Engaging with the wild is usually an arm’s reach sort of exercise, if that. We observe things, they pass us by, they make an impression, we move on. That’s standard; unless your job brings you into direct contact with animals or birds – and very often licences and authorisation are required for such a thing – our experience is almost always distant or fleeting or both.
And when it finally does happen, when some conjunction of circumstance conspires to put you up against the actual wild, it can be genuinely shocking. There are some things you don’t buy a ticket for, you’re not guided to, certainly, there are things unexpected.
Have a comical example, I don’t mind being laughed at. When I was 6, we moved house and I was dropped wide-eyed and terrified into a new school. First day, in the playground, my twin and I stood in the middle of dozens of strange kids, side by side, nervous and not a little lost. Clarks shoes, shorts, a hooded quilty anorak. Very 1970. I looked like a Ladybird book schoolboy. Our tacit agreement, I imagine, was to keep it quiet and no one would notice us. This went swimmingly until a Jackdaw landed on my head.
Immediately I did precisely the worst thing I could have done at that moment and threw my hands up to the top of my head, managing to lock the bird to my skull under fear-clenched hands. It panicked; I panicked. I started to scream and the wretched thing furiously began pecking at my head. We danced around the playground like some sort of ghoulish special effect, making the world’s worst first impression.
I can still feel the cold bumpy feet, like hard bent vinyl-covered copper wire. The sudden unnatural natural, fast up against me; fiercely real.
The wild we want is the wild we know, it’s the wild we’ve tamed for ourselves. Or, maybe, it the wild we know how to be in. We’ve conquered it, we’ve conquered ourselves, so it’s ours. And that will do, thank you very much.
Most of us, and I absolutely mean me here, are happy with Thrushes cracking snails, water-boatmen, rabbits on the grass verges thrown into sharp relief by our passing headlights, or a Kestrel hovering above the hard shoulder. Close proximity snapping and biting, that’s a different thing. The only time I slept out under the stars without a tent or sleeping bag or provisions was the final night of a sponsored survival week out on some desolate Dorset heath, and despite the Nightjars and the glow worms, ten minutes after dark I wanted nothing of it.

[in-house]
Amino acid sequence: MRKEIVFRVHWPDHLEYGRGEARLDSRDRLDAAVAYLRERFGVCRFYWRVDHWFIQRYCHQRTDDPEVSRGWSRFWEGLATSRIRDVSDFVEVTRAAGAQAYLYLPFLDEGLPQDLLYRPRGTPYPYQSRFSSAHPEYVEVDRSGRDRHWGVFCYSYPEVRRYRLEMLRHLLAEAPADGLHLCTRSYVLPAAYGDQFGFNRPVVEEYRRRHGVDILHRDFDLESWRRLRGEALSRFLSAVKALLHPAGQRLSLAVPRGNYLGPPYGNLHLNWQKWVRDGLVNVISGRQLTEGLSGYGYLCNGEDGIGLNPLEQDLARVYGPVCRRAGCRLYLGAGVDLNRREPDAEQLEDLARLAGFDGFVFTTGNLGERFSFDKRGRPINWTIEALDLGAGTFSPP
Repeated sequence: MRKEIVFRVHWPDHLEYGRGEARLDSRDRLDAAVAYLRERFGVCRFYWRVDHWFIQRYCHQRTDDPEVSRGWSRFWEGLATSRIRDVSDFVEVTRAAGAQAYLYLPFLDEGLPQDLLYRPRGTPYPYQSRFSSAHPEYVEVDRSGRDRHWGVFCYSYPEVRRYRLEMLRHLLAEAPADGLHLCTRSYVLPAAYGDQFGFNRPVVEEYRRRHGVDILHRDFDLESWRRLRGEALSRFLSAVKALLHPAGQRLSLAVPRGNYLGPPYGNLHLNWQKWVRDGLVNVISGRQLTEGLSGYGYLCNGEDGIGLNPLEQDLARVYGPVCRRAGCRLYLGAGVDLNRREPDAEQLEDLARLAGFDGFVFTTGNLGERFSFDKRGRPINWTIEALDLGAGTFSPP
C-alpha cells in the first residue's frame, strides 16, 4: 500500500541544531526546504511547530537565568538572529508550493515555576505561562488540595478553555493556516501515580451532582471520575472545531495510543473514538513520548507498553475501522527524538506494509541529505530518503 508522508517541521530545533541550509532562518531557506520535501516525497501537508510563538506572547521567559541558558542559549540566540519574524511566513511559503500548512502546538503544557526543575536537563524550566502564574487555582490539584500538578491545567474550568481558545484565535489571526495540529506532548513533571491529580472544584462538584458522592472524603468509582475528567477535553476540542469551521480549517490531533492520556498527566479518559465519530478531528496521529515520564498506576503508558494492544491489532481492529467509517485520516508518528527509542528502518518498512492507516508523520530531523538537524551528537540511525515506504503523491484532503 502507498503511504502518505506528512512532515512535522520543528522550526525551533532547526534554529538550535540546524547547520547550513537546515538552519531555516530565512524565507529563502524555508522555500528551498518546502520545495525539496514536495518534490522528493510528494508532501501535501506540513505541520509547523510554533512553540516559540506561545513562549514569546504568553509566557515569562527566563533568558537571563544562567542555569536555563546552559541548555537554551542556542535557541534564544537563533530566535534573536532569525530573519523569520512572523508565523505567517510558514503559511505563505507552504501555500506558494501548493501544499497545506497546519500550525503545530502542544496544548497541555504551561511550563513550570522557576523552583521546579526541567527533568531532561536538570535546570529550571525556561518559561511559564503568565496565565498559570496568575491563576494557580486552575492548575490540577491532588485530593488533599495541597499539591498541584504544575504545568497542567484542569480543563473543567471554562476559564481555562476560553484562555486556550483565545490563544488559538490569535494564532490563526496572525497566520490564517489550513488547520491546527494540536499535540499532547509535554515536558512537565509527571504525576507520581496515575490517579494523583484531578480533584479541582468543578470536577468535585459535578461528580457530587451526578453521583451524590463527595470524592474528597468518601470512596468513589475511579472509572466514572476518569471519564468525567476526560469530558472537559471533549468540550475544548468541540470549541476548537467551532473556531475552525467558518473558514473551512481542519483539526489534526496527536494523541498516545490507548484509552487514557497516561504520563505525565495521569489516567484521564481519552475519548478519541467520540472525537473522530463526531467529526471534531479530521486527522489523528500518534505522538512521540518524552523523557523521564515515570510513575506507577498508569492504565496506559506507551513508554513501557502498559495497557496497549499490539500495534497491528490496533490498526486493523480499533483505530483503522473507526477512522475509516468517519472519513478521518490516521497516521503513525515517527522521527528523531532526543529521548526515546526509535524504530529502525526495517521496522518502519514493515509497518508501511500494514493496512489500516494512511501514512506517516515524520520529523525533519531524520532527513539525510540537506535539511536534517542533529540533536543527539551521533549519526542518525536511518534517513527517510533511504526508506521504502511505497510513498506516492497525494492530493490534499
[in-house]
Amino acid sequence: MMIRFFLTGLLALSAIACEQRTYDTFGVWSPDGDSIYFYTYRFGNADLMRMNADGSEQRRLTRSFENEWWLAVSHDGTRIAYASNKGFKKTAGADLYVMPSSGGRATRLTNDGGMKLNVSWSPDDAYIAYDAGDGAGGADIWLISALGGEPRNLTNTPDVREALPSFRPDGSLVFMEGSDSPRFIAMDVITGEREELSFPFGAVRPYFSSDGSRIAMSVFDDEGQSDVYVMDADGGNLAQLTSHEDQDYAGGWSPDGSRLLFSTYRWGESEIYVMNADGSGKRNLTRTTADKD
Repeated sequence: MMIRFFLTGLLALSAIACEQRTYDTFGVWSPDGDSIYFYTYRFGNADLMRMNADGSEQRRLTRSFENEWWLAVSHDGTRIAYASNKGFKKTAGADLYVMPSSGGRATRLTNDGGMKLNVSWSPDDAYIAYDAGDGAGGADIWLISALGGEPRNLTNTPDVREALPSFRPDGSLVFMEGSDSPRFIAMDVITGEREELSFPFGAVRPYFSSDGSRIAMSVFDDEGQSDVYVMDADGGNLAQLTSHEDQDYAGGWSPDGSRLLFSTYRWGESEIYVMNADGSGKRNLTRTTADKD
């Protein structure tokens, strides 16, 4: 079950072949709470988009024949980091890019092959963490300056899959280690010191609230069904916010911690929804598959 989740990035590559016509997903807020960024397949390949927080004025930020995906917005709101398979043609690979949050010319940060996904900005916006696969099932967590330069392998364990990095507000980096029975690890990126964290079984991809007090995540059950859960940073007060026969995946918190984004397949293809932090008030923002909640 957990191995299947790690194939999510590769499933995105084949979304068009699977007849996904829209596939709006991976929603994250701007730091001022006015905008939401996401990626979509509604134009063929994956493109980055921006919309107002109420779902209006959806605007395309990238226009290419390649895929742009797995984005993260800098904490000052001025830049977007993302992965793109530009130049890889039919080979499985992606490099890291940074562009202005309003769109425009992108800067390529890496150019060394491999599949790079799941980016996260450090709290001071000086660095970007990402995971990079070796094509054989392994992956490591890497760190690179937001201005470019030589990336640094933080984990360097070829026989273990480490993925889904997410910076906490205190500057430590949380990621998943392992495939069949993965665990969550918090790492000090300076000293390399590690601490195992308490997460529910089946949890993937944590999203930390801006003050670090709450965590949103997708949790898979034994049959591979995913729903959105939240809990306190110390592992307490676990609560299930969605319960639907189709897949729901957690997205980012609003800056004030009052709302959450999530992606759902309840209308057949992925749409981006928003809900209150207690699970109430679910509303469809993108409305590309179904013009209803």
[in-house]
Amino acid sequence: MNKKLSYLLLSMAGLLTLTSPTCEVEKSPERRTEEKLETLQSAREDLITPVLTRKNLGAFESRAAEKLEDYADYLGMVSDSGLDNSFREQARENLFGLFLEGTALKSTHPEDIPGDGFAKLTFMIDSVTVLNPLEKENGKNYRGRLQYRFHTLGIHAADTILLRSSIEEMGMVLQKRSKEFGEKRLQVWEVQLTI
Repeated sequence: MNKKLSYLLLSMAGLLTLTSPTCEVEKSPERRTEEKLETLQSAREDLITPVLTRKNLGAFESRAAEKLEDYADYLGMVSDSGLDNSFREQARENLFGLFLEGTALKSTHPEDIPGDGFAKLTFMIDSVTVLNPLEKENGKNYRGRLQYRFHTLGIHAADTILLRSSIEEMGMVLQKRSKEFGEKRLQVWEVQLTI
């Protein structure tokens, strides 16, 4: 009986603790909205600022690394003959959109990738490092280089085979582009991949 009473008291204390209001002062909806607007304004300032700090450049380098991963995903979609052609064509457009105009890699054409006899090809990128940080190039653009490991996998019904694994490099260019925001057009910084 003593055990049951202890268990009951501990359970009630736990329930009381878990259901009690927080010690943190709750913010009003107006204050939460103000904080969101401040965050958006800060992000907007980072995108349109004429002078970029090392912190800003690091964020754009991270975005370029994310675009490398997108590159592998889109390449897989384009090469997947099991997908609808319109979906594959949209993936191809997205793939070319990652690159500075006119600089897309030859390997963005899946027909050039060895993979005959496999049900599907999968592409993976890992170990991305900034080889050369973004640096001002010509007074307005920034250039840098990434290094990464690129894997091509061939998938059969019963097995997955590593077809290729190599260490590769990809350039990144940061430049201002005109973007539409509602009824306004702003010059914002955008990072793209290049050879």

All of this fell into place earlier when I tried to do my bit and rescue a trapped Woodpigeon. It had to be a Woodpigeon because I’d dollied them in anthropomorphic garb in the last post and then all of a sudden one arrived under my radar.
We work foursquare around a sunless grey courtyard, about the size of a tennis court. Often, birds find their way in and with three floors of glass and chrome surrounding them they have difficulty getting out. Recently, a Sparrowhawk has used the area for kills, presumably over the weekend because undisturbed its victims had been thoroughly dealt with.
And today a Woodpigeon was caught in the space and couldn’t get out, indeed it wasn’t really trying. It sat, hunched up in the rain, unmoving. There was a growing chorus of oohs and aahs and looks toward me. Might I try something? A friend, who is a much more accomplished birder than I, and a ringer, so knows how to handle birds, suggested we try to persuade it out, or maybe even apprehend it ourselves.
We were lucky, it headed into a corner as we approached and my friend moved quickly to intercept it. He held it as ringers do I guess, easily, restraining but gentle. Turning it over, it was clear the crop had come open. Seed, corn maybe, a bird table mix, was visible in a large hole in its chest. We took it quickly through the building and out into the carpark. At the bottom of the large hedgerow that grows along the borders we let it go. It ran off into the dry dark.
Was it a Sparrowhawk strike? Probably, a poor one, not followed up, or maybe disturbed. Maybe it had flown against the glass – there are often ghostly outlines where the bird’s feather dust leaves a perfect negative at the moment of impact – and damaged itself that way. I’m tempted to go with the first theory; enough damage to disable, but not enough to kill. Whatever happened, I felt, I was persuaded, it would have perished had we not managed to release it.
Oh, but I don’t know. It left me feeling pretty useless in the face of it all. If it was an attempted kill, did the Sparrowhawk and maybe fledglings go without? Was it really resigned and empty of willpower? Did it have a chance, injured like that, or would the Rooks and the Magpies be harrying it within minutes? Or a fox, or a cat from the housing estate across the road… I felt unequipped for any of that. Not invested in it, nothing like that, but so far from understanding any of it. Knowledge not mine, experience unconquered. Finally unknowable to me. Unknowable. Hopeless and unconnected.
The breadth and volume of that small shivering life seemed to take the wild further away in an instant. Is it that we ignore and sweep aside that which we can’t understand and afeared of that void of understanding we replace the gaps with our useless transferences?
Noble beasts? No. They just are. The problem’s ours. We’re scared of that deep intuitive wild, worse, we deplore it.